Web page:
We review the trial court's approval of an auditor master's recommendations for abuse of discretion. See Rosendorf v. Toomey, 349 A.2d 694, 702 (D.C.1975) (“It was within the trial court's discretion to approve the Auditor-Master's recommendations as long as they were prepared with the requisite criteria in mind and were reasonable.”).
Appellants contend that Judge Campbell erred in invalidating the 2003 and 2008 wills as the product of undue influence because the evidence showed that Hamilton was mentally sound at the time she asked her court-appointed conservator (attorney Philip Zipin) to prepare the will; and because the will is “entirely consistent with [her] history of testamentary planning,” specifically her history of wanting, at the outset of a caregiving relationship, to leave her assets to her caregiver(s), out of gratitude.2 Appellants also argue that Judge Campbell erred in applying the principle (accepted in some jurisdictions, but allegedly not in ours) that “a presumption of undue influence arises solely by the existence of a confidential or fiduciary relationship [of the type that existed between Hamilton and appellants] between the donor and donee[.]” Citing Ingersoll, 950 A.2d at 692–93, appellants assert that Judge Campbell failed to apply this jurisdiction's rule that “undue influence must always be proven.” They contend that he “looked to ‘suspicious' circumstances” rather than to “any hard proof of wrongdoing” and relied on inadmissible hearsay and “extraordinarily weak evidence” in reaching his findings.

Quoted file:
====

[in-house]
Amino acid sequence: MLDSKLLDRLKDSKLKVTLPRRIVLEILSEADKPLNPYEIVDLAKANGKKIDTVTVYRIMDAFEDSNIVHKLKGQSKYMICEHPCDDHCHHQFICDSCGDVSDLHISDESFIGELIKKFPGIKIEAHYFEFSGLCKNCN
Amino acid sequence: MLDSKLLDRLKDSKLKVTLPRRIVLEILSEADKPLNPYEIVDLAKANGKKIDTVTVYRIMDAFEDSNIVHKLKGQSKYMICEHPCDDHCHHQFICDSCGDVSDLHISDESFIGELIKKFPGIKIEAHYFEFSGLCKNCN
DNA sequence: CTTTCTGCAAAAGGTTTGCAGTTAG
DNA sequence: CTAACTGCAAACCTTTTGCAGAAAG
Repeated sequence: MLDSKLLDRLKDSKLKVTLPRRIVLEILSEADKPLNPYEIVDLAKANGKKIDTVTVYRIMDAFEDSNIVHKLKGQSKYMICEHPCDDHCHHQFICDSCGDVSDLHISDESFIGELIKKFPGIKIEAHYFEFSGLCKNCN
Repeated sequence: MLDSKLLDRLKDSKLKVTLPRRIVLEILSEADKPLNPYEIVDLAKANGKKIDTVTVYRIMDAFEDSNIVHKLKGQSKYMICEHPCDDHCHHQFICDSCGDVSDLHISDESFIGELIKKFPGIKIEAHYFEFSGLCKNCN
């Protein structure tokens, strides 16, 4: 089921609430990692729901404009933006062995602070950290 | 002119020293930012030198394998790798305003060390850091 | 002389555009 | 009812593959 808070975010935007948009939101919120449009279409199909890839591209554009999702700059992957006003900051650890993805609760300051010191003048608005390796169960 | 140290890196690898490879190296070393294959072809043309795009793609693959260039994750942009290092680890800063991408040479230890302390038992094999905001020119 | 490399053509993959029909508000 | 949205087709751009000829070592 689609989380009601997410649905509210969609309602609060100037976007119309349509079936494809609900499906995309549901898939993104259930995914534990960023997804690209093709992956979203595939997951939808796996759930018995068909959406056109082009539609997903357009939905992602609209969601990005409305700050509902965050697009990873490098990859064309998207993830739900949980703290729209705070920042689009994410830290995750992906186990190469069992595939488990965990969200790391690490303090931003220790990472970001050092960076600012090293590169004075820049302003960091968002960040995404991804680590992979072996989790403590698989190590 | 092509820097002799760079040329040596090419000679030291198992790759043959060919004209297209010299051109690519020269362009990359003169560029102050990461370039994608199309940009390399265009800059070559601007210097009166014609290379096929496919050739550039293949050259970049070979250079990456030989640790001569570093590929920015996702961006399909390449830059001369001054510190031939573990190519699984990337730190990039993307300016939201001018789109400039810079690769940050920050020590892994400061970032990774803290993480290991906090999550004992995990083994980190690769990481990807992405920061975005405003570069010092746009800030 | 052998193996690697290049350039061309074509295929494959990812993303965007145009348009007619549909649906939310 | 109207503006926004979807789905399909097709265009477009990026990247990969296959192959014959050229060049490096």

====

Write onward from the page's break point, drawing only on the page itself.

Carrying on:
We are not persuaded by these arguments. First, Judge Campbell recognized explicitly that “[i]t is not enough that there is a possibility or suspicion of undue influence.” Second, although Judge Campbell stated that a “special circumstance applies ․ when a confidential or fiduciary relationship exists between the donor and beneficiary” and noted that “it has ․ been held” that a recipient has the burden of proving that a gift was not the product of undue influence, he concluded that the will-contestants (appellees Betty Blackwell et al.) had met their burden “even if [the burden] rests completely with the [appellees] to prove undue influence by clear and convincing evidence.” Judge Campbell also told appellees' counsel during closing arguments at trial that “[y]ou guys have the burden of proof.”